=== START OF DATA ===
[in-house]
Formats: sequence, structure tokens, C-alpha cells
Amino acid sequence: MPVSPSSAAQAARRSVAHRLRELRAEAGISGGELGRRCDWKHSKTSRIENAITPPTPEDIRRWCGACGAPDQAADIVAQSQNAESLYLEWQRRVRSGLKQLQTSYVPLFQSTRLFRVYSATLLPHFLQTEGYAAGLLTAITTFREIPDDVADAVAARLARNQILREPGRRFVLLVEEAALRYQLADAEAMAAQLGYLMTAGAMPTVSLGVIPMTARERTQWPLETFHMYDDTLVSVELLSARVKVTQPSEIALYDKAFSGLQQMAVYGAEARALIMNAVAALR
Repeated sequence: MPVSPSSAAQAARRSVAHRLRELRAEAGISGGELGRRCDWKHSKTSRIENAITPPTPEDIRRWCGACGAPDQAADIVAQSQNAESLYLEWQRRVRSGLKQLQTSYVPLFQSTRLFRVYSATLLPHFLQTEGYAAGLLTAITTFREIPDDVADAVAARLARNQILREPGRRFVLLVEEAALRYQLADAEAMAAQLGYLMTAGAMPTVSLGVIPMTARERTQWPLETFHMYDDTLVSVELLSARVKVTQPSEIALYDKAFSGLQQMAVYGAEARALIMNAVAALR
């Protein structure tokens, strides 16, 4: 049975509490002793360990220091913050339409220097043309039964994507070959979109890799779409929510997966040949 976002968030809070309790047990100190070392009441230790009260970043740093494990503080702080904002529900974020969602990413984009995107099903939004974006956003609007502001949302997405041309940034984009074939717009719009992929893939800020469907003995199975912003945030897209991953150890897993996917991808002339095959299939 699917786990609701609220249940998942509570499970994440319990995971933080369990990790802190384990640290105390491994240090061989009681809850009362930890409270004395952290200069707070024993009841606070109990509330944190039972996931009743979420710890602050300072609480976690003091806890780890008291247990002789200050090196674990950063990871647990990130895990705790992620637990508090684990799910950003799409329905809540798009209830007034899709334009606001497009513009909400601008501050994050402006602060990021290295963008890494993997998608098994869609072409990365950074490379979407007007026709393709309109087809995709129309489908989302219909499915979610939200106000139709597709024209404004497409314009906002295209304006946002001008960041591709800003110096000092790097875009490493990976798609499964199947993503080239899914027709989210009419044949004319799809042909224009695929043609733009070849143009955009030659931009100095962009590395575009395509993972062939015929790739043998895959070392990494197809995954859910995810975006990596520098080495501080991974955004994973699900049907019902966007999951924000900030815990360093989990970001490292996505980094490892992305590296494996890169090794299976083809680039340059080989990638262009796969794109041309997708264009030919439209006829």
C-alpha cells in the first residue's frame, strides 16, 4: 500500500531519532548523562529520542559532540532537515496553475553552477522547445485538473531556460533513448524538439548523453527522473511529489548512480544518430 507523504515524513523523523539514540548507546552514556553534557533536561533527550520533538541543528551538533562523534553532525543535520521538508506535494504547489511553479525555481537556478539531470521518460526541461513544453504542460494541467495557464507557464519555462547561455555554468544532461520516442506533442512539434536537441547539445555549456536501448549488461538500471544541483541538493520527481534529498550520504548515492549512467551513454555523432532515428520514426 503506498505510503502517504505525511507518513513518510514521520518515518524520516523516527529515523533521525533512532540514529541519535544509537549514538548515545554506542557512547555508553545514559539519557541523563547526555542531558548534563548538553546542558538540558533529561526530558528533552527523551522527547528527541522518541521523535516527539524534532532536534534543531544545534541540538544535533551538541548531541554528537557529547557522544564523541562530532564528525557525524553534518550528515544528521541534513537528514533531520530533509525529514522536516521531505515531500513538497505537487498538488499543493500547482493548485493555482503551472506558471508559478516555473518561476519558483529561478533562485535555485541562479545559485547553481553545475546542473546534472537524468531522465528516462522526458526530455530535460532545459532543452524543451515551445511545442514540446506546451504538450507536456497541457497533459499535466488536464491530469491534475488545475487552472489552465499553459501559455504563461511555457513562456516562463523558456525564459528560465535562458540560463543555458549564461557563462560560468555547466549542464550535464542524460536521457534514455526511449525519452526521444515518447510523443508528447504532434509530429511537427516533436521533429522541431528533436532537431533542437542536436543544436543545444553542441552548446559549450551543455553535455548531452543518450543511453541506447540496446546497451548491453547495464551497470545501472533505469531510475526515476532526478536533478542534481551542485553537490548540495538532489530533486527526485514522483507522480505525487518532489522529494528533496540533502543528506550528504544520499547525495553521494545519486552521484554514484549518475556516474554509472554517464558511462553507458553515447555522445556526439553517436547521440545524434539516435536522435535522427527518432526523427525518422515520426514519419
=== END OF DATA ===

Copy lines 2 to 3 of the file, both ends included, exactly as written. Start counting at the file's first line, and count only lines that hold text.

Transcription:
Formats: sequence, structure tokens, C-alpha cells
Amino acid sequence: MPVSPSSAAQAARRSVAHRLRELRAEAGISGGELGRRCDWKHSKTSRIENAITPPTPEDIRRWCGACGAPDQAADIVAQSQNAESLYLEWQRRVRSGLKQLQTSYVPLFQSTRLFRVYSATLLPHFLQTEGYAAGLLTAITTFREIPDDVADAVAARLARNQILREPGRRFVLLVEEAALRYQLADAEAMAAQLGYLMTAGAMPTVSLGVIPMTARERTQWPLETFHMYDDTLVSVELLSARVKVTQPSEIALYDKAFSGLQQMAVYGAEARALIMNAVAALR